With superstar outside deep threats such as DeSean Jackson, it’s easy to see the common myth that the archetype provides a ceiling like no other. This is strictly not true. Firstly, the majority of elite cornerback play is from the outside alignment, meaning the majority of outside matchups are tougher than inside matchups for the wide receiver. Also, looking at the top scorers from each week of 2023: 22.2% outside, 33.3% slot and 44.5% from the balanced archetype. The outside archetype does give ceiling, but no more than any other archetype and with greater volatility. The range of outcomes is huge, which is a risk in team building, but can also be attractive at a lower cost when looking for ceiling plays in your lineups.

2024 Rookie Application

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The 2024 rookie class has a mix of all three archetypes, with a stand-out slot performer primed to dominate like his veteran peers (Credit: Pro Football Focus).

The first thing to note is the archetype in college is predictive of the route for the pro game, however there can be substantial shifts based on scheme and personnel. Take Justin Jefferson for instance, a 68.7% slot usage in college to 23.6% in 2023. With that in mind, I’m not quite ready to crown Malik Nabers the next slot king, however he is the player who stands out the most to me from the above data. Interestingly, in 2023 the Giants were eighth in 11 personnel usage and 71.2% pass rate from this formation, as per Sumer Sports. Assuming this is consistent, Nabers could soon be on a similar trajectory to the high-end slot producers that dominated fantasy last year. The other slot archetypes all have unique flaws – Ricky Pearsall is buried in a loaded offense using 11 personnel at the third lowest rate, Malachi Corley a raw project and never a threat to the talented Garrett Wilson and Roman Wilson is a poor fit with offensive coordinator Arthur Smith – who’s Falcons were easily last in 11 personnel usage last year.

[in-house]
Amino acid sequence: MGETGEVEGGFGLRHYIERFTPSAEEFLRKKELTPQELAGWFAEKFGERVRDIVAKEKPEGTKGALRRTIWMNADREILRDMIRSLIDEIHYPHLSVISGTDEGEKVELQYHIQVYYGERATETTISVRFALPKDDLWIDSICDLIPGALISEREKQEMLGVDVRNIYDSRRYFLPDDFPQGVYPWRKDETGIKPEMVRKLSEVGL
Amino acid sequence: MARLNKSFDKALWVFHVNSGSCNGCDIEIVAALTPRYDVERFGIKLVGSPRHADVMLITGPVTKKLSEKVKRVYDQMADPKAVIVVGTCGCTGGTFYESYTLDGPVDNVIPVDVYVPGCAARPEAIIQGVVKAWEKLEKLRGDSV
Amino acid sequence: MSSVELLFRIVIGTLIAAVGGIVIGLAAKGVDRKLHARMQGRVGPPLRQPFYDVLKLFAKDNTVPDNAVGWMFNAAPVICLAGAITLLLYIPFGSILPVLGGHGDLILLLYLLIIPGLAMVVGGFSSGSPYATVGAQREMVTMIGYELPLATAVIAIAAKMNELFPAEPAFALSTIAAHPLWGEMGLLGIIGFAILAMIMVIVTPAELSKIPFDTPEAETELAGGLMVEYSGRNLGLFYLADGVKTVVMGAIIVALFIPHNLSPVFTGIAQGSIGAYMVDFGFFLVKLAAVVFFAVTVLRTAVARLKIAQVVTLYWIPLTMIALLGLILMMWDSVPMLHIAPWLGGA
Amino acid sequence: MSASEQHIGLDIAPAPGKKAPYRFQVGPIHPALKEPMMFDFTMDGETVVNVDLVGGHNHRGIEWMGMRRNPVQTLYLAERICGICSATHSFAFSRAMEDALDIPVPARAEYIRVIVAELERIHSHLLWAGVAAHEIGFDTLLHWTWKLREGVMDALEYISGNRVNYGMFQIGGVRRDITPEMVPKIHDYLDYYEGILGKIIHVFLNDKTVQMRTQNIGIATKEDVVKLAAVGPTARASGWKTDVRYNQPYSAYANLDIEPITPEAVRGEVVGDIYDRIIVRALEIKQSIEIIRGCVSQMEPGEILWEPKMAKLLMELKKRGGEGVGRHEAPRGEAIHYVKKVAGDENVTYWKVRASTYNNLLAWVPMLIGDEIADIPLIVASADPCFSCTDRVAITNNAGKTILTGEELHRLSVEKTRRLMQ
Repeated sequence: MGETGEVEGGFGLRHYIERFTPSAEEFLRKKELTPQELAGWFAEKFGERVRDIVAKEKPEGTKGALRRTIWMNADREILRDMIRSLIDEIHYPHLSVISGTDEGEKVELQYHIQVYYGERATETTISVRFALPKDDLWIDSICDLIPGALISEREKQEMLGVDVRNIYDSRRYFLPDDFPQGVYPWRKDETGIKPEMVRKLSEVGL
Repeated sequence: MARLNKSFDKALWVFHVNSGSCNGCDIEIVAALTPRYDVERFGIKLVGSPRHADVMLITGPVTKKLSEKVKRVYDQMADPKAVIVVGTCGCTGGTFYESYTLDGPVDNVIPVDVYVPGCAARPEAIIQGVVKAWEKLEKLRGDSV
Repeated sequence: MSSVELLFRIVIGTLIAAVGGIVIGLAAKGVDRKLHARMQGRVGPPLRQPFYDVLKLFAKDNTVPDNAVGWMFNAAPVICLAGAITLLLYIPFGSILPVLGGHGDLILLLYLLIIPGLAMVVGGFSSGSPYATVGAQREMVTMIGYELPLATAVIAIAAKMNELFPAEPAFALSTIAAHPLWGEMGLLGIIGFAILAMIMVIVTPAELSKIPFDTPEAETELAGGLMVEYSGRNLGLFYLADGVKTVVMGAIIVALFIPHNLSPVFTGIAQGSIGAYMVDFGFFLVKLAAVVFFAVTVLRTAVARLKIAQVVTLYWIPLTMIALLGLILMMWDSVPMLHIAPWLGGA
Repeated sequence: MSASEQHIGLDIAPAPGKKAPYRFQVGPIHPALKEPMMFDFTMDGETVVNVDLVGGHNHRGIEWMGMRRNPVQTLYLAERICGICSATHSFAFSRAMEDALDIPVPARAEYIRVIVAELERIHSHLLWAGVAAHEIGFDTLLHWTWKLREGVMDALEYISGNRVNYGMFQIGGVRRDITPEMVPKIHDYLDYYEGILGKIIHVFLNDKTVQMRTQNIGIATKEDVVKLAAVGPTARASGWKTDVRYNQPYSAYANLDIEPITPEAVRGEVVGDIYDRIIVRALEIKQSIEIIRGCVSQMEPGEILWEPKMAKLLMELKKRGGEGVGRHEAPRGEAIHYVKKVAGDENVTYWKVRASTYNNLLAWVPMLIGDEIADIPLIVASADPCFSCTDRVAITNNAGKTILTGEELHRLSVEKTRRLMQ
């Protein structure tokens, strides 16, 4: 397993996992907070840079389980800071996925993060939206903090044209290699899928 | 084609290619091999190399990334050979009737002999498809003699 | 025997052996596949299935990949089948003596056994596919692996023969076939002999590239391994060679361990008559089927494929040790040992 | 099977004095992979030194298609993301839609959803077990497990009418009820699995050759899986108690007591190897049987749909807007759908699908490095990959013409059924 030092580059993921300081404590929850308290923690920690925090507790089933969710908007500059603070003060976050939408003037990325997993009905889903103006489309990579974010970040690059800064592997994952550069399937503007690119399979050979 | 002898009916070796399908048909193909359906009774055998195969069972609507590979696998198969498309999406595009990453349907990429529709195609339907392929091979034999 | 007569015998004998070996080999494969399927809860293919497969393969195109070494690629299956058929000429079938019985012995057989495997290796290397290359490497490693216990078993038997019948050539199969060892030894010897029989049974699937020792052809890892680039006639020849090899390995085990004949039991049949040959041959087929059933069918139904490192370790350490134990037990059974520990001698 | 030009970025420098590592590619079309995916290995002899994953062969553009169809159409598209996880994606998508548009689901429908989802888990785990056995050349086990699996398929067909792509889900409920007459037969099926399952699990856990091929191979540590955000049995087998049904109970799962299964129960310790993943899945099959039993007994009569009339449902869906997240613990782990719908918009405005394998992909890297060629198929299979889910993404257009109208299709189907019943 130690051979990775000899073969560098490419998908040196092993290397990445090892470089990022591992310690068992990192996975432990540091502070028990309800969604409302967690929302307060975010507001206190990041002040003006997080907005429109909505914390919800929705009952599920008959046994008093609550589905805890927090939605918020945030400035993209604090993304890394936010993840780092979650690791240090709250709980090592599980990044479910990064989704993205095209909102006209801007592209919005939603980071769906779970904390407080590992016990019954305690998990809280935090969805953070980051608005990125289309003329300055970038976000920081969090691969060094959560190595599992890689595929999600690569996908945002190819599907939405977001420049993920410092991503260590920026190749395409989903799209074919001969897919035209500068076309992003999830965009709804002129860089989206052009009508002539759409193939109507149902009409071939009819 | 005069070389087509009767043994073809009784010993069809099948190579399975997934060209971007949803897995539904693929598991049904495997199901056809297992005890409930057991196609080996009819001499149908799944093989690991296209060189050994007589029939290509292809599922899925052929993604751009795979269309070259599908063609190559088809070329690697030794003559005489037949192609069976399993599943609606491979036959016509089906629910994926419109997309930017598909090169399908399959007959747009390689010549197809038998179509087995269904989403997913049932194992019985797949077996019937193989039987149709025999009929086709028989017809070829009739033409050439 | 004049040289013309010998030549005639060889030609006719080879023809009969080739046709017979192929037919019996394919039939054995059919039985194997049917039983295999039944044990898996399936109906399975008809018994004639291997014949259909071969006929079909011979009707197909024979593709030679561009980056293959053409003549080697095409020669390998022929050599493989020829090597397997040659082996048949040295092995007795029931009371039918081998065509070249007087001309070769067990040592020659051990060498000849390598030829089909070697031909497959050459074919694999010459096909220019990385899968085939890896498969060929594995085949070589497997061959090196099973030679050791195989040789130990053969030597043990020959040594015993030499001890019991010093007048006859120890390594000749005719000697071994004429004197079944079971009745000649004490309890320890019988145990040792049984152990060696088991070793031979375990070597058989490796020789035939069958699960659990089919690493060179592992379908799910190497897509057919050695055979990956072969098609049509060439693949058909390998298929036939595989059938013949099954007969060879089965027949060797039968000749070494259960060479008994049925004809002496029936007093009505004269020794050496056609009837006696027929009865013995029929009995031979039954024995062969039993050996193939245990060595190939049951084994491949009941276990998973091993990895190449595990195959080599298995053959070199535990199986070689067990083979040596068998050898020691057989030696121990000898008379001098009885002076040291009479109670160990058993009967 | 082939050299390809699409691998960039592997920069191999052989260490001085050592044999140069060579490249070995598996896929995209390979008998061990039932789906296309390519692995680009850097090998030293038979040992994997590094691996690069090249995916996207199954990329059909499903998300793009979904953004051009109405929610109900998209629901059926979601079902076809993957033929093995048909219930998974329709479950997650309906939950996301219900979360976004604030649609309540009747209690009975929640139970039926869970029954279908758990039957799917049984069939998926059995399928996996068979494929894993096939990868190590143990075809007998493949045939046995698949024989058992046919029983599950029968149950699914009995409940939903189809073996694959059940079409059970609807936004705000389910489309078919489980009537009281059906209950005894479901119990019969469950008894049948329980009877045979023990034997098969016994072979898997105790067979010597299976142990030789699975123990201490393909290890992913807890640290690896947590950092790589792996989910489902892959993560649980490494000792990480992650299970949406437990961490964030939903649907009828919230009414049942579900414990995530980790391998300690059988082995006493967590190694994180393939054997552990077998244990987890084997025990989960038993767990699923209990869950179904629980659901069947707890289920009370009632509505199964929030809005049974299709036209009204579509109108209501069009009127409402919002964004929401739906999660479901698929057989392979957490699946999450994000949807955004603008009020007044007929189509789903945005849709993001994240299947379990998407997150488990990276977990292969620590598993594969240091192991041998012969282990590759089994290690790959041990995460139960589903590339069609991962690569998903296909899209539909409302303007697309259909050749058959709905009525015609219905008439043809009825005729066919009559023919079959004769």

Another notable player is consensus rookie WR1 Marvin Harrison Jr, who was part of the outside archetype at Ohio State. If he continues on this spectrum with the Arizona Cardinals his week-to-week volatility will be high, making him a risky bet to provide value at his top-five wide receiver cost as per the latest dynasty ADP. It’s conceivable he makes the shift to the more appealing balanced archetype, however still worth highlighting and another reason I believe he and Nabers should be in the same tier. Both Brian Thomas Jr and Adonai Mitchell are part of the outside archetype, which mirrors their boom-bust output in college. Finally, Keon Coleman is another intriguing profile in the archetype, however could be in line to shift to a more balanced usage, which will be excellent in negating deep speed concerns at the next level.

Overall

The market perception of wide receiver archetypes is that the slot role is limited, with lower ceiling capabilities, influenced by the likes of Jarvis Landry and other compilers lacking true explosiveness. The information within this article debunks the theory, where the opposite is true – the slot archetype provides a strong floor and ceiling combination when identifying an asset with the required slot rate and in a facilitative environment. Nabers is the next slot archetype on a trajectory towards a high-end WR1 dynasty asset, with a superb floor-ceiling weekly outcome.

The outside wide receiver archetype is a worrying classification for the highly-touted Harrison Jr, capping his true league-changing upside and adding questions surrounding volatility on a weekIy and yearly basis, especially at his current cost. Thomas Jr and Mitchell are interesting propositions – their college archetype reflects their volatility, providing more comfort meeting expectations, as opposed to being a safer archetype and performing inconsistently.

When it comes to team building, the key focus is finding slot archetypes which are the focal point of an NFL offense, for the ideal blend of upside and risk aversion. The balanced archetype will make up a large portion of dynasty rosters as the most common grouping and a valuable commodity as the most situation-proof asset. Including a sprinkle of the outside archetype is worthwhile as there is weekly winning upside, albeit on a volatile basis.

The dynasty archetypes I’ve used in this article are guidelines, where you can tweak and create your own, base it on other specific metrics, body type etc. The idea is to highlight that grouping players can help you predict future players with similar characteristics, allowing you to formulate a strategy to acquire a perfect blend of archetypes, setting you up to win in your dynasty leagues. Overall, the 2024 wide receiver class offers a range of archetypes to supplement existing dynasty wide receiver rooms and provide an opportunity for dynasty managers to chase ceiling and floor outcomes of their choice.